What are the different mechanisms to currently access students? Do they have existing partnerships with universities? If so, would they be looking at a model where universities would pay to access or students would pay?
We engage and support students across a number of different investments including the Study Melbourne Student Centre, International Student Welfare Program and the LIVE initiative will detailed information on the Study Melbourne website. We have existing relationships and partnerships with international education providers across different sectors including universities, TAFES, private colleges and ELICOS, as you would expect.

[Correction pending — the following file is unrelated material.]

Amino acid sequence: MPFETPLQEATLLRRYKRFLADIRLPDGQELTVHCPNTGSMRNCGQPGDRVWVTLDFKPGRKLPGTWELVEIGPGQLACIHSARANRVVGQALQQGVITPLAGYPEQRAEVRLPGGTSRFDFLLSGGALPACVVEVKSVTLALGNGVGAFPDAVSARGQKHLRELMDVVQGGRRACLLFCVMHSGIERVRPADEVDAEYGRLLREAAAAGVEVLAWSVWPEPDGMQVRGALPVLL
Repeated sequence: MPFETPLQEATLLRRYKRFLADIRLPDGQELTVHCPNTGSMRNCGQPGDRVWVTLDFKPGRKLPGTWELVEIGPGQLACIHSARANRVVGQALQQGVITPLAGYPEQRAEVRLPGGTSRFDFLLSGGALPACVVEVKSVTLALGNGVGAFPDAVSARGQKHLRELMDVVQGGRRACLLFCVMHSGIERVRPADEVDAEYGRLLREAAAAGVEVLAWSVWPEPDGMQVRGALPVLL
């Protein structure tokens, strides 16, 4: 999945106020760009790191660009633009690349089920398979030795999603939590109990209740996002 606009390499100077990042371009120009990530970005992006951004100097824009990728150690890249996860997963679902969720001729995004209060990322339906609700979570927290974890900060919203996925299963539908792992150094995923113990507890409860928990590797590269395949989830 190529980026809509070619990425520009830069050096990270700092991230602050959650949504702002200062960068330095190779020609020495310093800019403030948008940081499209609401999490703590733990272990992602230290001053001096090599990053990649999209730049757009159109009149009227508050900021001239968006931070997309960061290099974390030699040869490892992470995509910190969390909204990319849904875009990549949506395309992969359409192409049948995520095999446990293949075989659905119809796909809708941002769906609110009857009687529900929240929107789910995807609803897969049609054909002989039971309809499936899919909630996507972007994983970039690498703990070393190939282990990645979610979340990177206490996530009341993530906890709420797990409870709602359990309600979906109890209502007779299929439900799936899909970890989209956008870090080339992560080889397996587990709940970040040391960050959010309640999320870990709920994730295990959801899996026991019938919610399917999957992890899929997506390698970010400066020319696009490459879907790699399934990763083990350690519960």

Ideally this is something that education providers and/or government would want to support without a cost to students but the per student cost for participation is an important consideration. If the applicant feels a small cost from students is useful to build ownership/commitment to the program then that would be ok too. However, a sustainable model beyond government funding is welcome so that could be co-contributions from education providers, a small cost to students, but it could also be corporate or philanthropic partners noting the aim around increasing connections with the broader community.
If you missed our Information session on 23rd June 2020, you can watch it here. To view the presentation for this challenge, go to time; 32:36.
Slides from the presentation of the challenge at the Information Session.
Watch the Q&A session from the Information Session.